In the hours after the Clippers/Hornets trade was finally consummated, word spread that Gordon found out about it while on a bus full of Clippers season ticketholders. At that point it was immediately clear that this trade would be met with hard feelings. Going from playing in a media mecca alongside Blake Griffin to a tenuous basketball outpost destined for the lottery was going to be a tough pill to swallow no matter what. Feeling like you were duped and deceived only makes the taste in the mouth that much worse. 

If there's any defense of the Clippers on this one, it centers around the sheer lunacy of being involved in trade talks that include the league office and NBA commissioner David Stern. With Stern shutting down a 3-team trade proposal for Paul involving the Los Angeles Lakers and Houston Rockets prior to approving the Clippers' package, it's very possible that Olshey and company honestly believed there wouldn't be a major roster shake up. Trades develop quickly in the NBA and secrecy and expediency are valued commodities. It's unreasonable to expect a GM to break off of a trade call to phone one of his star plays to let him know, "Guess what? I might be trading you now." There's always time for fence-mending after the fact.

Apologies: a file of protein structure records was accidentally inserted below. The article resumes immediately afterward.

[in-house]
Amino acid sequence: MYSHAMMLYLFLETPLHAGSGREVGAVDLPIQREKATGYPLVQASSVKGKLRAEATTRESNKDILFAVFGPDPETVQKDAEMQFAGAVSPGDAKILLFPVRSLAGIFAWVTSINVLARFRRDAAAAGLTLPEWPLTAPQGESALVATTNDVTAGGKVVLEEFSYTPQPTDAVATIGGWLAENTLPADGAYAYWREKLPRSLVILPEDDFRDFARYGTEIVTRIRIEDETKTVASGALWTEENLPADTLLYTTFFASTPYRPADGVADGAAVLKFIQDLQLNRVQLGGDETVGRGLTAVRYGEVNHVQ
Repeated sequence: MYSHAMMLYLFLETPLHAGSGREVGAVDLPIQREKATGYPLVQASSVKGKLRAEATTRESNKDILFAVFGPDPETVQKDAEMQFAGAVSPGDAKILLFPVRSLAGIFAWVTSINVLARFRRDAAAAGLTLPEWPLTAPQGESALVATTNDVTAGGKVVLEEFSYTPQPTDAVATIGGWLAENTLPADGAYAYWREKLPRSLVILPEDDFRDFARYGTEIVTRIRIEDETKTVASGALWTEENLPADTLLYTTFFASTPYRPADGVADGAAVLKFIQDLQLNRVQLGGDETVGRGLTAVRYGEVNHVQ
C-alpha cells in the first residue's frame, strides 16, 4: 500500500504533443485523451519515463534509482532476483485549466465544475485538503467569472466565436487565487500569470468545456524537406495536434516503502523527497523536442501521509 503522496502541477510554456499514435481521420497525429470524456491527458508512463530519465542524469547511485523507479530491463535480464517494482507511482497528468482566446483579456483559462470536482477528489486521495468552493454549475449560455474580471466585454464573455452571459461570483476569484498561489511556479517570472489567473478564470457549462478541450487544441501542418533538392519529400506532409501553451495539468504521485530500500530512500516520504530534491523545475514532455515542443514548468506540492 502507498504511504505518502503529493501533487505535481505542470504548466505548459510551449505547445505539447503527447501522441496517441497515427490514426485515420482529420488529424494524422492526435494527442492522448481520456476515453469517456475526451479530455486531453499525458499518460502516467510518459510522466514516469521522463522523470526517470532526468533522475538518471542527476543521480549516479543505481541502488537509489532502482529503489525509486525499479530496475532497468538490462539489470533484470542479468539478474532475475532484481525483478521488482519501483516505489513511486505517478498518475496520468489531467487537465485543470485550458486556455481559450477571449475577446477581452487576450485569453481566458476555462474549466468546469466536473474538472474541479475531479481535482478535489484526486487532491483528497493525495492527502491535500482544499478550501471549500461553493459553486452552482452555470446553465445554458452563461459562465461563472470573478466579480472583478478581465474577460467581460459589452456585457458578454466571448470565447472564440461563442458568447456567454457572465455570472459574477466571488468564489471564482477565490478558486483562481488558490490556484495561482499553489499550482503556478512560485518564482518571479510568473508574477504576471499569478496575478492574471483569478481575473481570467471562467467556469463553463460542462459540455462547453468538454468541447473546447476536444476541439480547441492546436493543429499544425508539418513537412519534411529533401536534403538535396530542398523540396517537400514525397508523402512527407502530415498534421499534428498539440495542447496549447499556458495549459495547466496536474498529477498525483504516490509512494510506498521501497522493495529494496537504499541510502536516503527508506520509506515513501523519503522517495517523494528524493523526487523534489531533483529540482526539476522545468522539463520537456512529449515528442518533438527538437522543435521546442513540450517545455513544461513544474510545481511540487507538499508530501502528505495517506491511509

While the trade damage is done -- with Gordon and Kaman likely to get over it, at least mostly, with the help of the passage of time -- this episode becomes an important reminder for the Clippers. Producing a first-class basketball organization involves treating players -- past, present and future -- in a first-class manner and with consistent professionalism. Karma tends to govern behind-the-scenes dealings in the NBA and this sure looks like another strike in the negative column for Sterling and company.
Posted on: December 29, 2011 2:34 pm
 

Gordon doubtful Friday against Phoenix

Posted by Royce Young

Eric Gordon sat out Wednesday's game against Boston because of a bruised right knee, which didn't matter as the Hornets spanked Boston.

But New Orleans might need to plan on not having Gordon again as coach Monty Williams said he doesn't anticipate having his shooting guard Friday against Phoenix either, via the Times-Picayune.

Gordon has played in just one game for his new team after being dealt from the Clippers in the Chris Paul trade. That one game though? He just hit a game-winner against Phoenix. So you can be sure the Suns are probably pretty stoked they don't have to see him again.

Marco Belinelli started in his place Wednesday and if Gordon can't go, will likely get that spot again Friday.
Posted on: December 28, 2011 7:30 pm
Edited on: December 28, 2011 8:41 pm
 

Eric Gordon out for Hornets vs. Celtics

By Matt Moore

Eric Gordon will miss the Hornets' second game of the season vs. the Boston Celtics as a precaustionary measure, according to WWL-TV in New Orleans.

Marco Belinelli will start for the Hornets instead vs. a Celtics team on a back-to-back after losing to the Heat Wednesday night. Gordon hit a game-winning shot against the Suns in the Hornets' opener after being traded to New Orleans along with Chris Kaman and Al-Farouq Aminu for Chris Paul.
 
 
 
 
The views expressed in this blog are solely those of the author and do not reflect the views of CBS Sports or CBSSports.com